The data breach also highlights the risks involved in collecting large amounts of personal information and storing this for excessive time periods. While the Privacy Act promotes the collection of a minimum amount of personal information, i.e. only that information that is necessary for a particular purpose and which the entity intends to use or disclose – individuals generally have limited control over how long their information is retained for.

During the initial stages of the Privacy Act review, the Attorney General’s Department sought submissions from entities on their views as to whether individuals should be given the right to have their personal information erased. Optus in submissions to the review argued against such a change stating that the right to erase personal data would involve significant technical hurdles and compliance costs that would outweigh the benefits. Of course this incident has happened just as stores are gearing up for Halloween – a fitting time for those public submissions to come back to haunt them.

Argentina announces upgrades to data protection obligations

By Cameron Abbott, Stephanie Mayhew and Dadar Ahmadi-Pirshahid

Argentina’s Data Protection Authority, the Agency for Access to Public Information (the Agency), has published a draft bill that proposes to bring Argentina’s 22 year old data protection law more in line with the European Union’s General Data Protection Regulation.

Amongst other things, the bill modernises Argentina’s data protection law to deal with more recent issues including cloud computing, biometric and genetic data. It provides greater scope for international transfers of information by allowing transfers under the sanction of adequate data protection guarantees in the absence of a decision by the Agency that the importing country has adequate data protection. It additionally requires Data Controllers to document and notify the Agency of data breaches within 48 hours of becoming aware of a breach.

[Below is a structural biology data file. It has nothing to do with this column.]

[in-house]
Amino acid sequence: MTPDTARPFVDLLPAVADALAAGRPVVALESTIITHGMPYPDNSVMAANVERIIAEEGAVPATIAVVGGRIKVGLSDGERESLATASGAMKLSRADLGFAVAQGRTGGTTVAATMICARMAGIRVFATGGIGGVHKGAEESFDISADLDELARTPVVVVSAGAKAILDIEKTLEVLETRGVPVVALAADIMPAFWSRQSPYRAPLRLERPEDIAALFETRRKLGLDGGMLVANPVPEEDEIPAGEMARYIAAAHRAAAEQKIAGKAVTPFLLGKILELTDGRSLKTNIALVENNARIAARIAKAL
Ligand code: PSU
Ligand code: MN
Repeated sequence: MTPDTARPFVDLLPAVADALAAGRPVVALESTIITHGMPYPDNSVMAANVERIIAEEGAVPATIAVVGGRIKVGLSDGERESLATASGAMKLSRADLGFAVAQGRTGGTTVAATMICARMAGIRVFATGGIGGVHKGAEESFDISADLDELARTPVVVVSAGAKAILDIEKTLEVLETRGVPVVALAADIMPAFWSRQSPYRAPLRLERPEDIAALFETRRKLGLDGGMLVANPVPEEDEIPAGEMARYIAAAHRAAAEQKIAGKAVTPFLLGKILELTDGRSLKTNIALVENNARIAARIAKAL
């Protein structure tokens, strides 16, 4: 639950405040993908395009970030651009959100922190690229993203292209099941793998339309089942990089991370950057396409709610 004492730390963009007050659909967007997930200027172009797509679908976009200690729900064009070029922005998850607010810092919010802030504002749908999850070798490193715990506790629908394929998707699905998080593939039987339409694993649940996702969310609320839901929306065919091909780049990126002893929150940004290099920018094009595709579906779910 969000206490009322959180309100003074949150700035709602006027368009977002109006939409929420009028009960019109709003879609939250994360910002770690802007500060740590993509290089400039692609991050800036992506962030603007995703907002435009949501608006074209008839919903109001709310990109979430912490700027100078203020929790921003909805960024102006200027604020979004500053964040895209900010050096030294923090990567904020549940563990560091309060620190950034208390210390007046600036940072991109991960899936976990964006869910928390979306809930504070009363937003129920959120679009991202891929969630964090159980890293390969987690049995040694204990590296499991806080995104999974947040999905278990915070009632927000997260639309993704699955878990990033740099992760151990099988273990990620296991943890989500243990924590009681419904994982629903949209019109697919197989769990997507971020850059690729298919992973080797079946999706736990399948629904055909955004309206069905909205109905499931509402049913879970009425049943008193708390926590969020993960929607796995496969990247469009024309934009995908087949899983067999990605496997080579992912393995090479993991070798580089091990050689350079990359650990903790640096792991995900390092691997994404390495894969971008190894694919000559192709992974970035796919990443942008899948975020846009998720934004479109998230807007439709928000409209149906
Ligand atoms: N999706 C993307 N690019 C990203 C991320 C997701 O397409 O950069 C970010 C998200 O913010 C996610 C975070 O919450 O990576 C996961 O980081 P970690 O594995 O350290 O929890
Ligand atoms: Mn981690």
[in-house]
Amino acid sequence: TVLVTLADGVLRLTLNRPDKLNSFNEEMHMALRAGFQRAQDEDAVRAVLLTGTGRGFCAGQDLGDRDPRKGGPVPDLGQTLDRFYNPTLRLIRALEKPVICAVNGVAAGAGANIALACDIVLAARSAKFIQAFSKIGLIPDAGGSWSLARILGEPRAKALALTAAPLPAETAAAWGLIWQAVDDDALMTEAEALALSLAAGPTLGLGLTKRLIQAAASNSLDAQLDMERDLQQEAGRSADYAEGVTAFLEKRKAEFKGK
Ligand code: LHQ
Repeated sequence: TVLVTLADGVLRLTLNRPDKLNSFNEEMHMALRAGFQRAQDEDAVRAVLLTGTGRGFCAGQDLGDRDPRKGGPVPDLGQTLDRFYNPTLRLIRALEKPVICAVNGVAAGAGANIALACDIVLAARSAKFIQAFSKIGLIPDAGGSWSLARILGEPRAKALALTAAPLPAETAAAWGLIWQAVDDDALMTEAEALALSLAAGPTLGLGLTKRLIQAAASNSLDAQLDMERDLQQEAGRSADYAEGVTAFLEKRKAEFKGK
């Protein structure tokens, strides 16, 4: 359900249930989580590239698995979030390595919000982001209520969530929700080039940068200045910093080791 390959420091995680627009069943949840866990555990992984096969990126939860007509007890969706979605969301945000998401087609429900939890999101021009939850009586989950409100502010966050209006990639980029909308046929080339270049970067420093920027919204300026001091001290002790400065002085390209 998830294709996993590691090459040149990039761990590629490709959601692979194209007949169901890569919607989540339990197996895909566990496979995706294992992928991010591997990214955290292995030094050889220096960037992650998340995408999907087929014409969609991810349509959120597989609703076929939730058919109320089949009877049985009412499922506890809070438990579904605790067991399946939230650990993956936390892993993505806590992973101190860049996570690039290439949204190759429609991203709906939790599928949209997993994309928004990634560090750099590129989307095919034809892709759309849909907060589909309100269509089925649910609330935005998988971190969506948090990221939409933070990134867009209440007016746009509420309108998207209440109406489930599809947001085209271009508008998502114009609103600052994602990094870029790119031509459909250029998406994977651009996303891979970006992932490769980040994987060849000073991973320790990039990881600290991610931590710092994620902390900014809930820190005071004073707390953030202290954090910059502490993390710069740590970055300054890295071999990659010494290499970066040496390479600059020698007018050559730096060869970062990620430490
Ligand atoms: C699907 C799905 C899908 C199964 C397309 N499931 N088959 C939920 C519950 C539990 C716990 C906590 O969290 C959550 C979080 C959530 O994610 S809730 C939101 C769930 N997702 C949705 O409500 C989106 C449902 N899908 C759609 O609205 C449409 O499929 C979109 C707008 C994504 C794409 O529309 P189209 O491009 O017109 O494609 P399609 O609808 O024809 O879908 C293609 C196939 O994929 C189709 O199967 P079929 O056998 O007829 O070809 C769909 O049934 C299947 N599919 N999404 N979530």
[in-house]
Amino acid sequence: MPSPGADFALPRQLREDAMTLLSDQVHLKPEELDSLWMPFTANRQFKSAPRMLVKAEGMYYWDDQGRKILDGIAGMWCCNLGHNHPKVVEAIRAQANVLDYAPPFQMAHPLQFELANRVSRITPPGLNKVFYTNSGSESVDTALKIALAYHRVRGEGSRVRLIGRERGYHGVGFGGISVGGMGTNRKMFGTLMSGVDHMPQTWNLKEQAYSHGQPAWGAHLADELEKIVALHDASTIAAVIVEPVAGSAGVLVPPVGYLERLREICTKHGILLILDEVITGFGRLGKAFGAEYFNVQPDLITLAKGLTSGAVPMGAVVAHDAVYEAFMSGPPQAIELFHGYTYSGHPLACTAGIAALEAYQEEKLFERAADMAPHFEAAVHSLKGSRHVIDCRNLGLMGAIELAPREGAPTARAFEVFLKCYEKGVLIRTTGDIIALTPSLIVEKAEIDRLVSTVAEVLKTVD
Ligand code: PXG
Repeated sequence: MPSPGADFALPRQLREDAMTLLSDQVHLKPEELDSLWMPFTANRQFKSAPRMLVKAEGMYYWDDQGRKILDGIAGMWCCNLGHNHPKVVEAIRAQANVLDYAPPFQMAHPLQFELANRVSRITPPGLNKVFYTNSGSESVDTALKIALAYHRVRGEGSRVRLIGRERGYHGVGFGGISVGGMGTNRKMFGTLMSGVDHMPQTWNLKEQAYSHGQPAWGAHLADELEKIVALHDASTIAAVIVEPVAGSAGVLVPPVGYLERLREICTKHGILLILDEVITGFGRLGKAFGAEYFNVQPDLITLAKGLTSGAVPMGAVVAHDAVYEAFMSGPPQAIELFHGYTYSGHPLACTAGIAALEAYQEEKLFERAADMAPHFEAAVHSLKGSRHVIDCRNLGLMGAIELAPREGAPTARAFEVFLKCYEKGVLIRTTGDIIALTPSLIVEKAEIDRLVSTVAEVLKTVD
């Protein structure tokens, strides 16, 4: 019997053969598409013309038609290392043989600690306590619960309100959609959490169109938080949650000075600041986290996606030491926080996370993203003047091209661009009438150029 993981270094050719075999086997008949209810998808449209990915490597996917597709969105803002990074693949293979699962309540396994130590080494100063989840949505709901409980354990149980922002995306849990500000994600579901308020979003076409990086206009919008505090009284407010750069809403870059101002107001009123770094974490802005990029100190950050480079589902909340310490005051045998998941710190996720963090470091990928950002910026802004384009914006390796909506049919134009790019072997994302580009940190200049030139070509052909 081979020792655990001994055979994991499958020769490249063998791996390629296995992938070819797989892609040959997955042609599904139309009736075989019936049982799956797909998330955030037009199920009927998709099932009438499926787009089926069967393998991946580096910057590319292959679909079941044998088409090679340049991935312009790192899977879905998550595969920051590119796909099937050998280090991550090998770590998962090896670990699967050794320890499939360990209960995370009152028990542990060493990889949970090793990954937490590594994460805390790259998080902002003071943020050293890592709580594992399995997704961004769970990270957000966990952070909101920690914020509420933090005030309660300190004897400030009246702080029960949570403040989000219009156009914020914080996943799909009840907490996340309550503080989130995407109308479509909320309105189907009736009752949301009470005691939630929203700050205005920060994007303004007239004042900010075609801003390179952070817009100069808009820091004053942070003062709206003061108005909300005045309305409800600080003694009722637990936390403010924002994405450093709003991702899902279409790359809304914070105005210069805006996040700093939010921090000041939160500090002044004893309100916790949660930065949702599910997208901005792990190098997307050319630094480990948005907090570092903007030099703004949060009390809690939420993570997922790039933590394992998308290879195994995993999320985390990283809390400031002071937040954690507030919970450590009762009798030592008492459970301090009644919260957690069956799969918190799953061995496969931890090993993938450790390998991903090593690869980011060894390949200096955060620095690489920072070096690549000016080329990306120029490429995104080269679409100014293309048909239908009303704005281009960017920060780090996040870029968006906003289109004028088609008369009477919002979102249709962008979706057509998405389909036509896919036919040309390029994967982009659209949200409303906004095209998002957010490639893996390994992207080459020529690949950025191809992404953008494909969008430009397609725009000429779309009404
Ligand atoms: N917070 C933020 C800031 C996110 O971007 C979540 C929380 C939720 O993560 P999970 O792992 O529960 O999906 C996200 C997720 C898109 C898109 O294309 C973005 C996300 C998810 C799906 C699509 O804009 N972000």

The draft bill is open for public comment until 30 September 2022. Any entity wishing to submit commentary is encouraged to reach out to K&L Gates to help facilitate the submission process.

UK Government publishes new proposed data protection law

By Claude-Étienne Armingaud, Nóirín McFadden and Keisha Phippen

The UK Government has finally published its highly anticipated Data Protection and Digital Information Bill (the Bill), marking the first significant post-Brexit change to the UK’s data protection regime. Following Brexit, the UK continued following the EU General Data Protection Regulation, incorporated into UK law as the UK GDPR, and the UK implementation of the EU ePrivacy Directive, the Privacy and Electronic Communications Regulations 2003 (PECR), also remained in force.

The Bill is only at the start of the legislative process, and it remains to be seen how it will develop if it is amended during its passage through Parliament, but early indications are that it represents more of an evolution than a revolution in the UK regime. That will come as a relief to businesses that transfer personal data from the EU to the UK, because it reduces the risk that the EU might rescind the UK’s adequacy status.

For a start, the Bill actually preserves the UK GDPR, its enabling legislation the Data Protection Act 2018, and the PECR, because it is drafted as an amending act rather than a completely new legislative instrument. This does not contribute to user-friendliness, as interpreting UK data protection requirements will require a great deal of cross-referencing across texts.

The more eye-catching proposed changes in the Bill include:

  • The inclusion of a list of “legitimate interests” that will automatically qualify as being covered by the lawful basis in UK GDPR Article 6(e).
  • Some limitations on data subject access requests, such as the possibility of refusing “vexatious or excessive” requests.
  • More exemptions from the requirement to obtain consent to cookies.